"It makes no sense that an American manufactured vehicle would be so challenging to get," says Tesla owner Matt Holm. "You have to jump through so many hoops."
When Elon Musk launched the first Tesla sports car in 2008, he didn't just set out to create a mass market for electric vehicles; Musk wanted to disrupt the entire auto industry by cutting out the dealership middleman and selling his cars directly to consumers.
Tesla's sales approach has resonated with customers who want a more interactive car buying experience. Holm, a realtor based in Austin, Texas is one of those Tesla converts. He spends a lot of time on the road driving clients in his Model S. He loves the fact that his vehicle doesn't need much maintenance and can be charged overnight in his garage.
But when Matt went to purchase his Tesla, he couldn't just walk into a store and buy one.
"I actually had to go online, configure it, and order it sight unseen," says Holm. "It was like I was a spy or something getting some James-Bond car delivered."
Unlike the big car companies, Tesla doesn't have a network of independent dealerships that sell its cars. The company runs its own showrooms, but in Texas—along with Connecticut, Michigan, Louisiana, Utah, and West Virginia—the government makes it illegal to walk into a Tesla store and buy a car.
Tesla employees at these showrooms aren't even allowed to give pricing information or to direct customers to the company's website. Test drives require a special permit from the Texas Department of Motor Vehicles.
Almost every state has some sort of restriction on directly purchasing cars from manufacturers. The purpose of these franchise laws, which date to the 1930s, is to prevent car buyers from cutting out the middlemen—a big political constituency. The Lone Star State has nearly 1,300 franchised car dealerships employing about 100,000 people.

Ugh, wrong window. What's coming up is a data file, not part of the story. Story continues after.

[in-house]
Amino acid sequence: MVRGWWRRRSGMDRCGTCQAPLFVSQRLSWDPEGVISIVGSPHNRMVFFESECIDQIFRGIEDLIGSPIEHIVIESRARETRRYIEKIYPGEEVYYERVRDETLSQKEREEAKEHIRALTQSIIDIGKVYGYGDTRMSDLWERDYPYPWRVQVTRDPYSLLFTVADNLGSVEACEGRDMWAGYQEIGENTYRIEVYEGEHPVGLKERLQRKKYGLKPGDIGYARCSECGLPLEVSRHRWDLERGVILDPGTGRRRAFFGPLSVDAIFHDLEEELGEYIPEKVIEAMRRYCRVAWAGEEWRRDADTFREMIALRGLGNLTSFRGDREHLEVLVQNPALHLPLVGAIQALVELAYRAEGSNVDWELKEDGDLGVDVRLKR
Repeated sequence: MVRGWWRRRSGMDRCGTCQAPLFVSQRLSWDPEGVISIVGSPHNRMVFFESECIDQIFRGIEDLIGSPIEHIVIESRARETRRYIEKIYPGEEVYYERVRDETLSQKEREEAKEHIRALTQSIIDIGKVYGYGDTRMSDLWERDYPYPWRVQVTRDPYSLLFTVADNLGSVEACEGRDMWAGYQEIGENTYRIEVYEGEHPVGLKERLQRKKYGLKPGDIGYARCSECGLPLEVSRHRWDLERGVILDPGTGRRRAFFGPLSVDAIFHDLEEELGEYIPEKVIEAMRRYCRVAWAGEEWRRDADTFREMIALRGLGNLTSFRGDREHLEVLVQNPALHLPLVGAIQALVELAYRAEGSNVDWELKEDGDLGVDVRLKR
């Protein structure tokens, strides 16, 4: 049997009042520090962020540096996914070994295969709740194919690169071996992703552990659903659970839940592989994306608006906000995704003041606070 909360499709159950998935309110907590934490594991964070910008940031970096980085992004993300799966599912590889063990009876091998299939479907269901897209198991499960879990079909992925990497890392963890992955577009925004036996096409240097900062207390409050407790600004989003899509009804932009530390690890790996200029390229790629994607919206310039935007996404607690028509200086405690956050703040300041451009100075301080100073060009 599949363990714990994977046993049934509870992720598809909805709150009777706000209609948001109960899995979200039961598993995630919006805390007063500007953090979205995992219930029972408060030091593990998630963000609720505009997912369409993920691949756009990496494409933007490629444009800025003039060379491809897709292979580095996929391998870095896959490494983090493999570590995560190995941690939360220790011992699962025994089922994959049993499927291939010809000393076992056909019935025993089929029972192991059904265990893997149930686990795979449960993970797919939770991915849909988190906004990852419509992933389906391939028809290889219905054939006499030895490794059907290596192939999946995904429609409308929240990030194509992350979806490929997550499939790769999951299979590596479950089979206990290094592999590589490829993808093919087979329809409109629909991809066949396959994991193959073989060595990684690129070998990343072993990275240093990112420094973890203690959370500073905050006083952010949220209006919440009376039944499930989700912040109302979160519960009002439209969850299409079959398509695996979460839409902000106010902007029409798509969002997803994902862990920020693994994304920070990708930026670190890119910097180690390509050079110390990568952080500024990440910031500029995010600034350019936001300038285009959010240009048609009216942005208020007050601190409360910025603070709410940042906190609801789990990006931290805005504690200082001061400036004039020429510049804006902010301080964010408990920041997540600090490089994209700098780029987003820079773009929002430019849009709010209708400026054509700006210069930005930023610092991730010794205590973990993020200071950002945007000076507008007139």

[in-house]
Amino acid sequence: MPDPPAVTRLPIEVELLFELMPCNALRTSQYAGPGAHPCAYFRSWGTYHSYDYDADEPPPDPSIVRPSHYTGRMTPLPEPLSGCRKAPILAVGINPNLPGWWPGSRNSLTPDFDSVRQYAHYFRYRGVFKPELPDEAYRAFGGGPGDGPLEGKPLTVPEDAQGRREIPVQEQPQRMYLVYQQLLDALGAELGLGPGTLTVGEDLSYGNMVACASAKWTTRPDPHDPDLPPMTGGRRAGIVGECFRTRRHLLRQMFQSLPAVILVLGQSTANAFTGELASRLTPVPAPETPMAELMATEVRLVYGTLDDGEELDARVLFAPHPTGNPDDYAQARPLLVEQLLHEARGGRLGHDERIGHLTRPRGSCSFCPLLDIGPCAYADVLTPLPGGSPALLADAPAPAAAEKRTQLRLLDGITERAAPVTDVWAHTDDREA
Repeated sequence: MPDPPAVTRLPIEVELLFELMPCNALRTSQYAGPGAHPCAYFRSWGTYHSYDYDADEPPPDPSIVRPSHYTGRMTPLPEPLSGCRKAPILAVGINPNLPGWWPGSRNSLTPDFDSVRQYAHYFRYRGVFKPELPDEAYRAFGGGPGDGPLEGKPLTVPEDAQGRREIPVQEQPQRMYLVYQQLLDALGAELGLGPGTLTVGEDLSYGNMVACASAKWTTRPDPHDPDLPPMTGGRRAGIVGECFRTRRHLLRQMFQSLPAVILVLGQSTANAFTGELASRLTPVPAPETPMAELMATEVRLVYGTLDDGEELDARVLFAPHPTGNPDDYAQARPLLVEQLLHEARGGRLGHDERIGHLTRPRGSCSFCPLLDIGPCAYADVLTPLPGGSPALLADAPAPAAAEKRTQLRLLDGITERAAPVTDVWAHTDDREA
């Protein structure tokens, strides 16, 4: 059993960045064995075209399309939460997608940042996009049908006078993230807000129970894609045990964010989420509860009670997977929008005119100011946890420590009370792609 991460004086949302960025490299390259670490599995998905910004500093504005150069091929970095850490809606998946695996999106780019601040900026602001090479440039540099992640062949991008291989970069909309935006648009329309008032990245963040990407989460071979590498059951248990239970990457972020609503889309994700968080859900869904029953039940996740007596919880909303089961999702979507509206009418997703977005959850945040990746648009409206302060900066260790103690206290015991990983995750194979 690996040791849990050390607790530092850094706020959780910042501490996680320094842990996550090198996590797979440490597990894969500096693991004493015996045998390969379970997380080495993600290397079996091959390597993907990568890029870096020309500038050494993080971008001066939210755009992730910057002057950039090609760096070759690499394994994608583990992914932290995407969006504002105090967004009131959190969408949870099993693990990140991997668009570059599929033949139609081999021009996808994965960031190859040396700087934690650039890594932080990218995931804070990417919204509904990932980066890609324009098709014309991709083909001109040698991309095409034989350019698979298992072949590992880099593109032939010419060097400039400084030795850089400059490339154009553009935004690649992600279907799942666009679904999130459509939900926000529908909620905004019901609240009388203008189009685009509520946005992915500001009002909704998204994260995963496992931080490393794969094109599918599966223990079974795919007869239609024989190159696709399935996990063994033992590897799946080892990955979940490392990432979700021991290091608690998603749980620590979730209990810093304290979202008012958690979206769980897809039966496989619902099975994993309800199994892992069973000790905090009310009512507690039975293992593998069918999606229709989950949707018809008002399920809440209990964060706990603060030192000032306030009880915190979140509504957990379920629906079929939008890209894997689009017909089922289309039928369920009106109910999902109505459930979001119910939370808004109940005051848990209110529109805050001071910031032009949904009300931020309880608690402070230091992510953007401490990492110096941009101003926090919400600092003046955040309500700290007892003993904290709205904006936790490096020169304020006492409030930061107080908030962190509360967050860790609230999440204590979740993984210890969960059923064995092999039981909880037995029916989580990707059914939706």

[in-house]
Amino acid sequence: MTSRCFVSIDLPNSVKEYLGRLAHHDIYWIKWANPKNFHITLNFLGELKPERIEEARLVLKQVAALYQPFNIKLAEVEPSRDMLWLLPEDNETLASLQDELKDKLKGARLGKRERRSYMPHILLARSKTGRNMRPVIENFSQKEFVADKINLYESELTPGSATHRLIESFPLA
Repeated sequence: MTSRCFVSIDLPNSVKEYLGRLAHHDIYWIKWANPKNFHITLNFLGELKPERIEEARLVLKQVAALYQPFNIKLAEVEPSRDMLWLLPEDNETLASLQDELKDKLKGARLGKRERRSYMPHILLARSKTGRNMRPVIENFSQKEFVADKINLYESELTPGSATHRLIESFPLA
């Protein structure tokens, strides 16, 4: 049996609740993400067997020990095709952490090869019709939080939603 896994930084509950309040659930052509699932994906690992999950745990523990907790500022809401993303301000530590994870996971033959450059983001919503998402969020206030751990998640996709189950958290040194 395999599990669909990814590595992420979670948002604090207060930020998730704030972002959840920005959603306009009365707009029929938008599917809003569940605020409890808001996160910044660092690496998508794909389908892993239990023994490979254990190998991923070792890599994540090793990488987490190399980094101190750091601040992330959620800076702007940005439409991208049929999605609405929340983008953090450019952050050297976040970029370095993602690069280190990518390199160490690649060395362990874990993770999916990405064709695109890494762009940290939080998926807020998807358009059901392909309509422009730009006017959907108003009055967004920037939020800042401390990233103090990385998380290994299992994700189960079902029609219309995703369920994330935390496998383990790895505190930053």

The National Auto Dealers Association (NADA) has repeatedly argued that the current system of franchised dealers is necessary to protect consumers and ensure fair competition. In a speech before the Automotive Press Association last October, NADA chairman Jeff Carlson stated that consumers preferred the dealership sales model and that dealership networks were "the best, most efficient, and most pro-consumer way of selling new cars and trucks."
But if car buyers really preferred going through third-party dealers, why do they need government protection?
Car manufacturers have tried to sell straight to consumers prior to Tesla. In the late 1990s, Ford attempted to circumvent the dealerships in Texas by starting its own stores and selling used cars through their own company website. The Texas Department of Transportation ruled that this violated the state's franchise laws and ordered Ford to shut down operations.
Now Musk is taking his own shot at selling direct to consumers. According to figures from the Texas Ethics Commission, Tesla has spent over $1.2 million on Texas lobbyists in the last five years as part of an effort to eliminate the direct sales ban.
Rep. Jason Isaac, a Republican state legislator from Dripping Springs, Texas, introduced a bill in the 2017 legislative session that would get rid of car dealership rules. "It's truly not a free-market approach," says Isaac. "What my bill basically says is that a manufacturer of an automobile can sell direct to the consumer if they want to."
But Isaac has come up against the the politically connected Texas Auto Dealers Association (TADA), which opposes any efforts to change franchise laws. TADA claims that allowing Tesla to sell directly to consumers is a violation of "true free market" principles by giving Musk and Tesla "a monopoly just for them."
Lawmakers didn't act on Isaac's bill this session, making it the third legislative defeat for Tesla's reform effort in Texas.
But Elon Musk's campaign to remake the car industry is a hint of big changes to come. Google plans to bring its autonomous vehicles to market and even Apple, which pulled off one of the greatest retail success stories of the last 20 years by opening its own network of stores, is working on its own car. If Silicon Valley succeeds in its quest to takeover this nearly trillion dollar industry, the dealership model may not last.
"I think consumers are going to start demanding this more and more as they realize, 'Wait there's an autonomous vehicle coming and I can't buy it? Why is that?,'" states Isaac. "We've got to find some free market solutions that allow those companies to sell direct to their consumers."
Produced by Alexis Garcia. Camera by Garcia, Mark McDaniel, and Meredith Bragg.
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